Instant Symposium: Eileen Gray’s Dragons chair, a new design icon?

Editorial Staff Opinion

Image copyright Christie’s Images Ltd., 2009.

With the extraordinary sale of the Eileen Gray Dragons chair for $28.3 million at the YSL-Bergé auctions last week, we asked a group of dealers, curators, and other 20th century design experts for their reactions. Here are some of their comments:

Liz O’Brien/ Liz O’Brien, New York City

I was thrilled with the result. Everyone expected the Gray pieces to sell well, but no one could have predicted this.

We’ve been talking about these pieces for years. The Dragons chair is so important historically. It was made just after World War I for Gray’s first complete interior design commission, the apartment of a Paris milliner named Mme Mathieu-Lévy, and several of Gray’s best-known designs originated in that project, such as the famous Canoe sofa.

People who admire Gray tend to fall into two camps: those who like her early lacquer pieces, and those who like her work in industrial materials. This is one of her great lacquer designs. The form calls up her fascination with Asian design, but you can also sense the influence of her Celtic roots. Historical photos show that it was originally upholstered in white, and that makes me think of it as a piece of jewelry-the frame is a setting holding a big white pearl.

Barry Shifman/Sydney and Frances Lewis Family Curator, Virginia Museum of Fine Arts

Certainly, Eileen Gray is among the most outstanding art deco designers, so her furniture is highly sought after. Our own collection comprises the largest group of objects by Gray in the United States. And we have her iconic Canoe sofa identical to one made for Suzanne Talbot, who I believe once owned the chair that sold at the YSL-Bergé auction.  Gray, who is an “iconic” art deco artist, is so desirable that when a major work by her comes up for auction, we can expect a high price. Obviously two collectors were keen on acquiring the Dragons chair. It was also a bonus that such an eminent fashion designer, Yves Saint Laurent, owned the chair. He was among the most distinguished collectors of art deco. We have seen that the very best, and rarest, art deco objects usually fetch high prices at auction, and there is keen competition among individuals who love this period.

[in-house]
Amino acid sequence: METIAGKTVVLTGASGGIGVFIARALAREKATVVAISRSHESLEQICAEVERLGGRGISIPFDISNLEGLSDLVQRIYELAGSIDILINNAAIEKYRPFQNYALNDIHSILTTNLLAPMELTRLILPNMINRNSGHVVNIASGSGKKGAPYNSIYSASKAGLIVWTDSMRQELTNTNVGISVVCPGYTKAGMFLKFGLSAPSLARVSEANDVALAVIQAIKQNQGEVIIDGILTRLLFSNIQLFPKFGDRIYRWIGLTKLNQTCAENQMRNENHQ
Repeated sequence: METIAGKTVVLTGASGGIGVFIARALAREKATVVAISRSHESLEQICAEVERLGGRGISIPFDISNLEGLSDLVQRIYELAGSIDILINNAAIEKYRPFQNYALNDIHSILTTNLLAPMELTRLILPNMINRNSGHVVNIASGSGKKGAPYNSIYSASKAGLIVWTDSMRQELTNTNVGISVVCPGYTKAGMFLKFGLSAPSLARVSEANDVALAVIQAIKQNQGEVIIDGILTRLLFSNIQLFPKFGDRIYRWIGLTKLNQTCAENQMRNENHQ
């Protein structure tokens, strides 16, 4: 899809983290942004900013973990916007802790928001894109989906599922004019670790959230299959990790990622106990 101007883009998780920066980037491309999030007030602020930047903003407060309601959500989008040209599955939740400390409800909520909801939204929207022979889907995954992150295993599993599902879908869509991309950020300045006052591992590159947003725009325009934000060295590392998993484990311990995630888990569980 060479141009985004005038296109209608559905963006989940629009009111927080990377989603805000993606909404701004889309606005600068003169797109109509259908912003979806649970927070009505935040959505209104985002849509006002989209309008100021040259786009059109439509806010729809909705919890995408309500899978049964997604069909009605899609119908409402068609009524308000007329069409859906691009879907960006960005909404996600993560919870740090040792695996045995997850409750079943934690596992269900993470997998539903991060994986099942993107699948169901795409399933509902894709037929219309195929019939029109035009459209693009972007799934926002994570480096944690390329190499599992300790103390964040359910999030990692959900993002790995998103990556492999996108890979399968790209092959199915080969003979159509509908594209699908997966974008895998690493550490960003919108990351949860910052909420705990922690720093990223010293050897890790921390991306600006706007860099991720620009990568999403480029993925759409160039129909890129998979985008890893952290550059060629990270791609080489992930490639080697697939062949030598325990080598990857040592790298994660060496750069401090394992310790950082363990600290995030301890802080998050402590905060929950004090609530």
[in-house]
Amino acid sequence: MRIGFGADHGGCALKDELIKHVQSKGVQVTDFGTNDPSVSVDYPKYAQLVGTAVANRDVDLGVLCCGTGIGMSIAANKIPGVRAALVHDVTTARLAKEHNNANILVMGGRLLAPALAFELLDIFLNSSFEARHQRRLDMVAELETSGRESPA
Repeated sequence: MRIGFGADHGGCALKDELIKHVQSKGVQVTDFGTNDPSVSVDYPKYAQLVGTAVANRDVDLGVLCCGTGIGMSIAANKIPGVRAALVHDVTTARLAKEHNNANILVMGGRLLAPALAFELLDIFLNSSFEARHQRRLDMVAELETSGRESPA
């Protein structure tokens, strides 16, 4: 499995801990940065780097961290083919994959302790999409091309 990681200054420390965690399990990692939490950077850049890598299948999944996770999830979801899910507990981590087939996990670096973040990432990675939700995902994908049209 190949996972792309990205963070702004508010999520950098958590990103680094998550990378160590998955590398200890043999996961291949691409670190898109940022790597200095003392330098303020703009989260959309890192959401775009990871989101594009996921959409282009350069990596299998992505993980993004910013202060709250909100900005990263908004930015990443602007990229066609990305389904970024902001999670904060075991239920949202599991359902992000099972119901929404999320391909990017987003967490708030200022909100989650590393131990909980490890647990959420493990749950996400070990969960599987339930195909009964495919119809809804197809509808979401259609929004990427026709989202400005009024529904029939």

Bob Aibel/Moderne Gallery, Philadelphia

This result shows an excitement about the decorative arts that is long overdue. Many decorative arts pieces have deserved to be sold at fine art price levels, but the market has rarely taken notice. Respect for the decorative arts is still in its infancy.   Needless to say, even museums still need to be convinced of the value of decorative arts.   

Of course, to put the price for the Dragons chair in its proper context, we would have to know more about the bidders. This sale is about more than a number.

Mark McDonald/Mark McDonald, Ltd., Hudson, NY

My admonishment to collectors has always been, “buy the best condition, the best and rarest example by a great designer and you will not go wrong.” But WOW! I remember hearing the stories of YSL and Pierre, Andy Warhol and Jed Johnson, snapping up wonderful deco furniture in London and Paris in the late 1960’s. They were also blessed with the eye and the opportunity to pursue great pieces long before many of us had a chance or even a clue. This is a thrilling day for decorative arts!

Roberto Polo/Galerie Historismus, Paris

The Dragons armchair is the kind of work that Eileen Gray rejected when she saw Gerrit Rietveld’s designs for the first time. Gray realized that her style until then was merely one of a mannered Parisian decorator and not of a modernist. Later in her life, she would refer to her proto-art déco work of this period as “monsters”. She detested the art déco style, and did not like to be identified with it. Personally, I have never seen a piece as ugly as the Dragons armchair, and can only imagine that the important price it realized was either a vulgar display of bad taste, and lack of artistic culture, or worse, part of a rigged-up sale.

Janet and Gary Calderwood/Calderwood Gallery, Philadelphia

The Gray chair is an extraordinary, iconic piece of 20th century decorative arts. The price it brought should confirm in people’s minds that the line is really blurred between fine arts and decorative arts. No one is shocked by a second- or third-rate painting by a second-tier artist bringing the kind of price the chair brought! People certainly shouldn’t be surprised that one of the icons of 20th century design brings the kind of price it did.